WALLA WALLA, Wash. — Harvust, smart phone and computer software designed to help farms with their human resource needs, allows users to effectively manage field workers in light of state and federal COVID-19 distancing requirements.
Co-owner James Hall said that with Harvust workers can remotely attend a safety meeting by using an app on their phone in the field as opposed to meeting in a group with dozens of others.
“Farms using Harvust were already doing safety meetings remotely when essential workers were told it wasn’t good to gather in a group, ironically, for a safety meeting,” Hall said.
Within 48 hours of Washington Gov. Jay Inslee’s March 13 executive orders that expanded statewide closures of schools and limited large gatherings, Hall and business partner Riley Clubb uploaded COVID-19 safety information from OSHA and CDC to the Harvust platform.
Not only did Harvust have the information to their customers over the course of a weekend, it was in their hands before Inslee requested a federal major disaster declaration on March 20 and more than a month before the Washington State Department of Labor and Industries came out with its COVID-19 safety guidelines on April 16.
“We like to think we are doing our part in keeping people healthy,” Hall said. “So much relies on education and altering behavior as a society. The employer can demonstrate he is taking it seriously while looking into the future and the safety of future workers. We want to help employers, in the long run, maintain a good workforce.”
Hall said the app is a human resource tool like Quickbooks is for accountants — an easy-to-use program that allows farmworkers to fill out their hiring paperwork, read and sign-off on policies and procedures and attend training, all from their phones.
“It’s a big help when a farm is onboarding new hires, like 200 cherry pickers all at once,” Hall said.
Harvust distributes training information in several ways — via verbiage in the worker’s preferred language or as an audio translation so those who struggle with literacy are not left behind.
Hall said, “Imagine trying to get 20 to 30 people to stop what they are doing, come into the shop, wait for the late stragglers to come in, and then conduct a safety meeting in English and Spanish. Instead, we give them the information in a way that’s accessible and the workers will actually do it.”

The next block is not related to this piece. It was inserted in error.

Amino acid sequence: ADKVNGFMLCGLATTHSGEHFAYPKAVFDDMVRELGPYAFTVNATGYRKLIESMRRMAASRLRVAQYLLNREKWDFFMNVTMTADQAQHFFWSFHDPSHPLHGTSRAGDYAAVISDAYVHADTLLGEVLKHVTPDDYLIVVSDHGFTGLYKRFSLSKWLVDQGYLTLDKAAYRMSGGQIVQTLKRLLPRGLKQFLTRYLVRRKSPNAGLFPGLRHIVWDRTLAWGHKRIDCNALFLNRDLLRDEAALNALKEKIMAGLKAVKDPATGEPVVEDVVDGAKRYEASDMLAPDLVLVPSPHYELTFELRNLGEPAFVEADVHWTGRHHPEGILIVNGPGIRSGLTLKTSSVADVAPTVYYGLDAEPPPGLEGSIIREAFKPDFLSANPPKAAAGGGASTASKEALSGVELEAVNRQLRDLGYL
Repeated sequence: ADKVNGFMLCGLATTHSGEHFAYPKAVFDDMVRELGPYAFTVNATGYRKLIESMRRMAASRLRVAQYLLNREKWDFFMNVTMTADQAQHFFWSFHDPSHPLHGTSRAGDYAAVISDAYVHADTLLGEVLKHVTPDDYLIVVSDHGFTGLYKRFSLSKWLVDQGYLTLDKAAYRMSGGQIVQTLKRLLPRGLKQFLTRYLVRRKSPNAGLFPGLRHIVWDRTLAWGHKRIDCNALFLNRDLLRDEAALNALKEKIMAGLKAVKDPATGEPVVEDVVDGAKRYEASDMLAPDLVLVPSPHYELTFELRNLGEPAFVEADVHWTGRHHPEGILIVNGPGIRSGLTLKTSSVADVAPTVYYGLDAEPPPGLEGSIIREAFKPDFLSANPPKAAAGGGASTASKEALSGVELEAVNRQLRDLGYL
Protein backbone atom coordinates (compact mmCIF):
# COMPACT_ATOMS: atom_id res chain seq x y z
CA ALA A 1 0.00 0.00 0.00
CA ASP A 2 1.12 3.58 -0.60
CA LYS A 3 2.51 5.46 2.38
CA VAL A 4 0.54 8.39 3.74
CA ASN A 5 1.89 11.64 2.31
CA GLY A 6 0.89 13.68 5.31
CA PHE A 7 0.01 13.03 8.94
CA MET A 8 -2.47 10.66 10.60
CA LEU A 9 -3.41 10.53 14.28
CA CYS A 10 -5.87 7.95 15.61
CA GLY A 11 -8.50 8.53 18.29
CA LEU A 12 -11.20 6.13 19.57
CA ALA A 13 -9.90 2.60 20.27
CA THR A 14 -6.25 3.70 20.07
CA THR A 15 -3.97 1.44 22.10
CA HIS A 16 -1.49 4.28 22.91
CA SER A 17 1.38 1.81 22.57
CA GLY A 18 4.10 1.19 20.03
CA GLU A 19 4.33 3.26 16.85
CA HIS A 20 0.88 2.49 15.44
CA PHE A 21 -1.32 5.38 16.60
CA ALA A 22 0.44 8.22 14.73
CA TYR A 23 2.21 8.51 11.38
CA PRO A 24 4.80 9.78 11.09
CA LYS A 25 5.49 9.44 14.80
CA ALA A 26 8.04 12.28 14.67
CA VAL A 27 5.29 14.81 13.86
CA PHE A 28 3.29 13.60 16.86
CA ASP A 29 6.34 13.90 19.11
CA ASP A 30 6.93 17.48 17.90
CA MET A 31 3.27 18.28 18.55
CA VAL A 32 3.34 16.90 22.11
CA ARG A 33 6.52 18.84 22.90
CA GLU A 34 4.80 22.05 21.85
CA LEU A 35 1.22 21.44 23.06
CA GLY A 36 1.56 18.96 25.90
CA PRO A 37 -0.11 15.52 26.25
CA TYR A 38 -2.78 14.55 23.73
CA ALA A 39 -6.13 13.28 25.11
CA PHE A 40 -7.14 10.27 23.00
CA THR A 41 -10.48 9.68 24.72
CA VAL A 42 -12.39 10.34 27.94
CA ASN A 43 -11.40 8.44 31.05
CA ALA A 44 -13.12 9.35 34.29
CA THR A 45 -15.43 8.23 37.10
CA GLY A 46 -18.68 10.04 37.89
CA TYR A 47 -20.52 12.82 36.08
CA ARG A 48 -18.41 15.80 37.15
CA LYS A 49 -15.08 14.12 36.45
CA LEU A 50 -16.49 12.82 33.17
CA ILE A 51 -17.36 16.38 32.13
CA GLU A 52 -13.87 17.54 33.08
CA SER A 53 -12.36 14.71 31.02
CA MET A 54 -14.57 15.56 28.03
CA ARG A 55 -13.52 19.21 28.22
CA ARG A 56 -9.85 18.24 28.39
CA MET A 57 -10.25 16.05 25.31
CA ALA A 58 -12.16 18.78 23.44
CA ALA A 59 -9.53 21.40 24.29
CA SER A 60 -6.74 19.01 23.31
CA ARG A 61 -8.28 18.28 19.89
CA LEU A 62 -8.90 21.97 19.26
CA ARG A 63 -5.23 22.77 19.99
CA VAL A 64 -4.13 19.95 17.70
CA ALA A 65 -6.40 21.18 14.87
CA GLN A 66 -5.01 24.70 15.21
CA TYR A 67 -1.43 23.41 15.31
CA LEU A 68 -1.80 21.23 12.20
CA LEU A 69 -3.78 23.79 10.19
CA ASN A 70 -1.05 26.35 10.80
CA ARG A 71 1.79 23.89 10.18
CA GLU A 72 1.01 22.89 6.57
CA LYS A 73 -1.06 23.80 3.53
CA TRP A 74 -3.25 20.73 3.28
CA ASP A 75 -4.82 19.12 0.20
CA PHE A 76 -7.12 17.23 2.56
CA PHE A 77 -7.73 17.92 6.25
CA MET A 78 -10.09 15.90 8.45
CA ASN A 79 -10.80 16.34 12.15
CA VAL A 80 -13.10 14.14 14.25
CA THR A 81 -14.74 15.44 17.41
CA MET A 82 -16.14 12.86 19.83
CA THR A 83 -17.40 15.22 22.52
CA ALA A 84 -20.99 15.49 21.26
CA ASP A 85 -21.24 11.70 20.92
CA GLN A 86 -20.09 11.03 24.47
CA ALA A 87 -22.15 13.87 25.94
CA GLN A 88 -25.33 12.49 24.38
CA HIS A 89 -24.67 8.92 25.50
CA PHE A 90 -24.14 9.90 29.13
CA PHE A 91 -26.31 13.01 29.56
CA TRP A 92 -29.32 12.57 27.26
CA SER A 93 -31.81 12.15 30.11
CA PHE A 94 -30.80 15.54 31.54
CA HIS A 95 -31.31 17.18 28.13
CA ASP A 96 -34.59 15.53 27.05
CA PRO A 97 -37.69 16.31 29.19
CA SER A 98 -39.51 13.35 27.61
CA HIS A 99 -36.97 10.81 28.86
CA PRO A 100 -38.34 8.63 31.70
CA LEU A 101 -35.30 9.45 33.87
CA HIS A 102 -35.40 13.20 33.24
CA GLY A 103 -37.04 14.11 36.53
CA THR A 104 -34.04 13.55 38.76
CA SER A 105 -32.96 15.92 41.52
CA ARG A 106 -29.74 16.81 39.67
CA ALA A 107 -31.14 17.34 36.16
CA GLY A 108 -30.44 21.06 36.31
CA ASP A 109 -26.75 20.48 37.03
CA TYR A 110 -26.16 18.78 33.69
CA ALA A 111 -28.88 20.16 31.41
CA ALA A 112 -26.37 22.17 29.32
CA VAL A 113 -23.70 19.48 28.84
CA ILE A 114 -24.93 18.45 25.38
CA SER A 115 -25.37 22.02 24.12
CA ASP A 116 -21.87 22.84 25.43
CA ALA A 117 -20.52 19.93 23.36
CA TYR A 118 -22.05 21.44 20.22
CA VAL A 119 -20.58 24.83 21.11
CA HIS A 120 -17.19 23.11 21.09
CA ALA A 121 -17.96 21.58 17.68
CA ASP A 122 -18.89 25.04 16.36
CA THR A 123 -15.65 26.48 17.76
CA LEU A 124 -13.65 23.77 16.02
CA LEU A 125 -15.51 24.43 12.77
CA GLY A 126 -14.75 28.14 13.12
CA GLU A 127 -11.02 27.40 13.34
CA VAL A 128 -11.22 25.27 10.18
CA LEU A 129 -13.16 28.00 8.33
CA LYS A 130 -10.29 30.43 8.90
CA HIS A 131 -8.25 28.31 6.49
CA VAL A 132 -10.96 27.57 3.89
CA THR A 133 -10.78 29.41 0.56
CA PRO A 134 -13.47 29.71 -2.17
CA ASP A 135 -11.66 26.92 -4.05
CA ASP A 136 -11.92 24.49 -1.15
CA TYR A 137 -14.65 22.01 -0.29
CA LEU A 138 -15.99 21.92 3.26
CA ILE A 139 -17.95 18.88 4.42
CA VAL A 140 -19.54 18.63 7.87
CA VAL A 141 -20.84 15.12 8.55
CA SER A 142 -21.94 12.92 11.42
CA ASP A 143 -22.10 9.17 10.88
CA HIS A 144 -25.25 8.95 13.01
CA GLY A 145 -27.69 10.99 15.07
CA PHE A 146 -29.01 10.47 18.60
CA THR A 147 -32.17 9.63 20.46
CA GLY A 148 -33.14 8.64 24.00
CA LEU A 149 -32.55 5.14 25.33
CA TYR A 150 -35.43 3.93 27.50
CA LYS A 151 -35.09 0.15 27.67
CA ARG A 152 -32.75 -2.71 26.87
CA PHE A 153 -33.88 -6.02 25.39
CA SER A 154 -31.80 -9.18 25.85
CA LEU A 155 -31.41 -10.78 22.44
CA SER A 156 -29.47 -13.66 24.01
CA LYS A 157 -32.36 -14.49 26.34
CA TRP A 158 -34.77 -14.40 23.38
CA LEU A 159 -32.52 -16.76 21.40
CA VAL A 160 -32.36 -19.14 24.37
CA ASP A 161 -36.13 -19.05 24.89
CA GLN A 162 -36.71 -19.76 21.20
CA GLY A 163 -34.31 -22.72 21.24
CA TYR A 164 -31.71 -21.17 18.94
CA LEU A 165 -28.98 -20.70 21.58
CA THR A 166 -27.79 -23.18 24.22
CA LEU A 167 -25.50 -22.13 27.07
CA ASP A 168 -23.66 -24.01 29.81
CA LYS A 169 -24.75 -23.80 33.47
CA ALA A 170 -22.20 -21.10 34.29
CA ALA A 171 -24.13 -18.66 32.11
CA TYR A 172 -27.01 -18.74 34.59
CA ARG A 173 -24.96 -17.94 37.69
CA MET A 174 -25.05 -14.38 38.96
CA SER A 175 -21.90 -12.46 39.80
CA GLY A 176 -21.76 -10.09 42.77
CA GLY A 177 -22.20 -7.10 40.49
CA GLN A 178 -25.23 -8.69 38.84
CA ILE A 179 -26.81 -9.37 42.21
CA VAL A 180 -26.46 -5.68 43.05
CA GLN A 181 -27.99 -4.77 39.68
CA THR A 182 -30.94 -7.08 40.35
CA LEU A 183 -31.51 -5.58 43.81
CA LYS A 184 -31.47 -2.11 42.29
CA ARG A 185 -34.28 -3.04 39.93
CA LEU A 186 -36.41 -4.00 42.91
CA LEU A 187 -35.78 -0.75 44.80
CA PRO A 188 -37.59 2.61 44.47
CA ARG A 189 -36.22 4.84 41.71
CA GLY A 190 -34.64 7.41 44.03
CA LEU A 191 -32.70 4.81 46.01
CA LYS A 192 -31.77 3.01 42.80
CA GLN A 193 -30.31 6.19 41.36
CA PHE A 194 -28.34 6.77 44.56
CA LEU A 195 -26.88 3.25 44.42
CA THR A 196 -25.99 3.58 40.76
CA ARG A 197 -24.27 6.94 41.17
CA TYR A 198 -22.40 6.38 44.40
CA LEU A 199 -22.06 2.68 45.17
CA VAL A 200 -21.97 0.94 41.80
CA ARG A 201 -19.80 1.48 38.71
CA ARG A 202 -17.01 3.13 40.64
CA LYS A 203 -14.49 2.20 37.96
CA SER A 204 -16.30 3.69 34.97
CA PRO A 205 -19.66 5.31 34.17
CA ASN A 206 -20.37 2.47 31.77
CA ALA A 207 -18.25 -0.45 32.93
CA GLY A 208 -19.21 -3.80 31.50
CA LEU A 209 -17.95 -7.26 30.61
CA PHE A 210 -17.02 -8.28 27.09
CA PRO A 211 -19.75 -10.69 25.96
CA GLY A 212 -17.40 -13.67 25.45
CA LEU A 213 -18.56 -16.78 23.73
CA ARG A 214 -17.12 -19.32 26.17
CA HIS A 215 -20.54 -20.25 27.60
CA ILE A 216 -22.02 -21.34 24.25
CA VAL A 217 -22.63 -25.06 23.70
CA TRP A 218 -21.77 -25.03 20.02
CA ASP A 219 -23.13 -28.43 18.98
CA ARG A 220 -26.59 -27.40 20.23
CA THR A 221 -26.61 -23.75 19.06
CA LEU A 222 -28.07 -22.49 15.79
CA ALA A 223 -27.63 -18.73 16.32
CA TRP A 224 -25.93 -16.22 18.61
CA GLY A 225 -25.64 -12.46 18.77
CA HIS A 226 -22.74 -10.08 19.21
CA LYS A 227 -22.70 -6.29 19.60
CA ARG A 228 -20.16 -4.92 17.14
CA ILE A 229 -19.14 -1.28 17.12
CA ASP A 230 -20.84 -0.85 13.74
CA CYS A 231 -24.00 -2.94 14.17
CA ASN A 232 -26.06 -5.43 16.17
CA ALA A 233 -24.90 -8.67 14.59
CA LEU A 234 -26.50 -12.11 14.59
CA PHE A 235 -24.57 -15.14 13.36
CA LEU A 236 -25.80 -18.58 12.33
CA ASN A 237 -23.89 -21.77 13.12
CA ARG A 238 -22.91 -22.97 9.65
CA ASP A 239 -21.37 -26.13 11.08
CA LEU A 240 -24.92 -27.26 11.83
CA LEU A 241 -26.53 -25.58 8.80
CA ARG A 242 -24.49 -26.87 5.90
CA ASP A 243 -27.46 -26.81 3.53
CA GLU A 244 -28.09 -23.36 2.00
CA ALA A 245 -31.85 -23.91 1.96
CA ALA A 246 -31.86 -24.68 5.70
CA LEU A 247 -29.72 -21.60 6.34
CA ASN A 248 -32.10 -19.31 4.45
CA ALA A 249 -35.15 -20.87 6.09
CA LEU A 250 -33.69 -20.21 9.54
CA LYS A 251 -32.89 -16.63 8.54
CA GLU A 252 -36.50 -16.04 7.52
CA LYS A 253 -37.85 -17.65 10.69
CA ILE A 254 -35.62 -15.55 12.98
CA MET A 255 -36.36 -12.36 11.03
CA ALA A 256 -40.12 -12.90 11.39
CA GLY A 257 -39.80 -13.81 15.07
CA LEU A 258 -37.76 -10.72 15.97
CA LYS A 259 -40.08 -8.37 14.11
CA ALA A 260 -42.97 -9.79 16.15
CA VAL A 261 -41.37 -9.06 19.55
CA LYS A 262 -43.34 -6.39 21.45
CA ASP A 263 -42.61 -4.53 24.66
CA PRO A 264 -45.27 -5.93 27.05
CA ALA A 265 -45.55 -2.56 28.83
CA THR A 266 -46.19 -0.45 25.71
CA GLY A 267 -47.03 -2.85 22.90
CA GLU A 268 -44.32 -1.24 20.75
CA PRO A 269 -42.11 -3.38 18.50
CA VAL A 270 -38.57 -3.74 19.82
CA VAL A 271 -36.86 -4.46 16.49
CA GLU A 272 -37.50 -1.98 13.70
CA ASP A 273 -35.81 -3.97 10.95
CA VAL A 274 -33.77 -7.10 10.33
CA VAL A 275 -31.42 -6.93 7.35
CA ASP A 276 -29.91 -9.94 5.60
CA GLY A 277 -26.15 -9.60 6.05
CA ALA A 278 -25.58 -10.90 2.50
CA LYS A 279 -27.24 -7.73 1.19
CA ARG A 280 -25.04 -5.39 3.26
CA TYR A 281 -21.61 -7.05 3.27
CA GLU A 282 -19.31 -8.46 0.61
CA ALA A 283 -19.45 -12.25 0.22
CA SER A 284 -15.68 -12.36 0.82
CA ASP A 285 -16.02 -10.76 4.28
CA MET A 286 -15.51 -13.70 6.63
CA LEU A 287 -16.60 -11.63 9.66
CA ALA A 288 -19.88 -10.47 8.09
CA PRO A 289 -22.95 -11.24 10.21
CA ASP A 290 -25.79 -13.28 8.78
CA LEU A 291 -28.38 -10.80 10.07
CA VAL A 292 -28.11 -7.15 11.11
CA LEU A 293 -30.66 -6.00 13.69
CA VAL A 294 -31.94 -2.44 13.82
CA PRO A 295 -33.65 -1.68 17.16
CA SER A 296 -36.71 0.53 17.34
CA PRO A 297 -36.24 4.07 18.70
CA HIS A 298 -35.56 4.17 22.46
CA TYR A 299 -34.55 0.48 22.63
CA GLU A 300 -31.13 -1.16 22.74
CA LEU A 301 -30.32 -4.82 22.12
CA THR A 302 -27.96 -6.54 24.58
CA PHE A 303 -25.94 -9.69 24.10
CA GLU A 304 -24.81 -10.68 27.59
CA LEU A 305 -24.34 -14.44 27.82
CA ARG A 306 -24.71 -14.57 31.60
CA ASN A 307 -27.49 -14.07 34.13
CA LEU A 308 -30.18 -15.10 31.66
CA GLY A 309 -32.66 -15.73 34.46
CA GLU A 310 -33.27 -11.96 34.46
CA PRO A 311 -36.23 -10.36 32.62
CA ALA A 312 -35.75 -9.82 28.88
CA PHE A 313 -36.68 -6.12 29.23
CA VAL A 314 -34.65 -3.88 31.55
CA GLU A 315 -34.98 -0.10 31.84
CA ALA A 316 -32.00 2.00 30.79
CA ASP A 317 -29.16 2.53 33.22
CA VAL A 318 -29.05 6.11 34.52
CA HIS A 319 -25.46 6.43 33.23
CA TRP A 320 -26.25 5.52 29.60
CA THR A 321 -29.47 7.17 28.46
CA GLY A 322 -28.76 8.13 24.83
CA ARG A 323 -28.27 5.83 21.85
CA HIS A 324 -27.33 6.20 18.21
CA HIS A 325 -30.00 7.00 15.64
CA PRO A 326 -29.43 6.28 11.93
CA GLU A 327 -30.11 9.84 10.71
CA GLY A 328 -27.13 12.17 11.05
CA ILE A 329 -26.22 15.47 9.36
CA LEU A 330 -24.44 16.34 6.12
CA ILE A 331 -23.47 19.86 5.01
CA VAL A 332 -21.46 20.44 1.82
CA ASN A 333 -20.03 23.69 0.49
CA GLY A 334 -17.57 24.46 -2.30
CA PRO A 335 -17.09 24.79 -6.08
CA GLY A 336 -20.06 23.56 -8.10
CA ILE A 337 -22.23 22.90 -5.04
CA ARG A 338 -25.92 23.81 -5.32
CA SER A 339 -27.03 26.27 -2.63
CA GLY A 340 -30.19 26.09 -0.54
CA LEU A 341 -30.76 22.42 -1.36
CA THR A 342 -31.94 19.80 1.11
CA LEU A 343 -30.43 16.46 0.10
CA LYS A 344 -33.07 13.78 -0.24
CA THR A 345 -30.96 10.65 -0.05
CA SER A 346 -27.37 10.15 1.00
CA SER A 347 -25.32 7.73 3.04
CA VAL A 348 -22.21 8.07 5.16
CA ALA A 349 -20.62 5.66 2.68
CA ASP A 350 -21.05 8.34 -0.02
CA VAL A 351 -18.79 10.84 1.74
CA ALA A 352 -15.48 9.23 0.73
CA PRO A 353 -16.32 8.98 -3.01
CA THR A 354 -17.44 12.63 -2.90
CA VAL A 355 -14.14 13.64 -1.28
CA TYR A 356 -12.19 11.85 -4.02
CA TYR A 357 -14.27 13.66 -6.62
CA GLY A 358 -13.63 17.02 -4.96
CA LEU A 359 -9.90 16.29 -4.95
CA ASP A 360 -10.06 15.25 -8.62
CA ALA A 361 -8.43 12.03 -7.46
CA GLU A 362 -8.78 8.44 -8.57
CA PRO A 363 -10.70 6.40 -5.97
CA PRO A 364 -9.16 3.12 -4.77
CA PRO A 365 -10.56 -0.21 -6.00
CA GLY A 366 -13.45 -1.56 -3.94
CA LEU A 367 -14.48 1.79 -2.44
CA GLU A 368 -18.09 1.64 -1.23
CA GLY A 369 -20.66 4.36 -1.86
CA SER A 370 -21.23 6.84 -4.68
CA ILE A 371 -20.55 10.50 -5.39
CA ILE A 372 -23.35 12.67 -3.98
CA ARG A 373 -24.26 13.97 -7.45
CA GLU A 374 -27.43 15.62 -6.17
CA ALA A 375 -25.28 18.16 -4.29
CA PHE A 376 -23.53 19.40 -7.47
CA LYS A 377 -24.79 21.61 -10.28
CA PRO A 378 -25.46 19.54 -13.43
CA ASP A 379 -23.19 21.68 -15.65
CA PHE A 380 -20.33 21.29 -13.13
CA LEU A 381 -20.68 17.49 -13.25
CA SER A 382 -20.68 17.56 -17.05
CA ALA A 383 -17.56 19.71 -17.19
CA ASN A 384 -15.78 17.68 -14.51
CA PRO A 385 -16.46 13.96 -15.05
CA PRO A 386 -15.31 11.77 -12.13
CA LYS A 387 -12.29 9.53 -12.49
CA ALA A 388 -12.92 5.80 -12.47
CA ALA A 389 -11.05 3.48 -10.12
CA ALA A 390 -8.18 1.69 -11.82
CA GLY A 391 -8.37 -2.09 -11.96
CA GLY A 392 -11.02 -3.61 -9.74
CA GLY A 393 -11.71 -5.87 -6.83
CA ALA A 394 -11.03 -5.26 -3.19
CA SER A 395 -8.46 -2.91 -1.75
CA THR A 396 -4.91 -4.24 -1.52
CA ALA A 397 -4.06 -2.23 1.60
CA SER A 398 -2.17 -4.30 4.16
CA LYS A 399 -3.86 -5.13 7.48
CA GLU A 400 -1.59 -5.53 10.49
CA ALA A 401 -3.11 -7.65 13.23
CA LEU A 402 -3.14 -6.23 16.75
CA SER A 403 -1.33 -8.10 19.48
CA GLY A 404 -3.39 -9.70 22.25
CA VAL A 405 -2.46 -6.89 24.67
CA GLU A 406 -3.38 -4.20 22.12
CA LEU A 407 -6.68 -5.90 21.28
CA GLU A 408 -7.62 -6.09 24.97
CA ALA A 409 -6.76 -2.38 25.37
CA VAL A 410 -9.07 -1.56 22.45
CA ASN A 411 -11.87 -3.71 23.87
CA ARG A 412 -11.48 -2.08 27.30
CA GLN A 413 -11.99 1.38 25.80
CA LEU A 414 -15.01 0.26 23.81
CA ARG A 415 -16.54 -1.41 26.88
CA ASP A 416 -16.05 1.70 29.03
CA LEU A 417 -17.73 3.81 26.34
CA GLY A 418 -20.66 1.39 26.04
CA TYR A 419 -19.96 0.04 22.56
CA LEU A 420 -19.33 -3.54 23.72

As a college student who had become enamored with capital markets Hall said he started writing computer code to trade stocks that ingested market data and strategies. When he discovered what he built didn’t work as he wanted, he looked around for someone who had done it better. He found Quantopian in Boston, a quantitative finance firm, and emailed, requesting an internship.
Hall said he spent two summers with the firm, laying groundwork to start his own company. With what he called his rigorous background in technology and markets and having grown up in Walla Walla, Wash., and Wallowa County, Ore., he said he wanted to apply these skills to farms to help them be as productive as possible.
“I talked to growers I knew to tease out the main labor management issues they were struggling with,” Hall said.
While mulling over his business idea he met up with Clubb, a recent graduate with a master’s degree in business administration graduate from the Massachusetts Institute of Technology whose family owns a vineyard.
“He recognized what I was talking about immediately — it was a great match,” Hall said.
They struck out on Harvust together and quickly delved into deeper research to determine how to help farms manage itinerant employees, improve and sustain productivity while providing a good workplace.
Farmworkers are a notoriously underserved population, Hall said, so the app also gives them an opportunity to provide suggestions and feedback to the farms about the status of their workplace. In one instance a worker commented there was no hand sanitizer at the clock station and the farm addressed it immediately.
Hall said he and Clubb would like to get Harvust into the hands of as many dairies, orchards, vineyards and farms as possible and said he sees it as a valuable tool, especially now.
“Our big focus is to do our part to help our growers and the economy keep going, and to do it in a safe and responsible way.”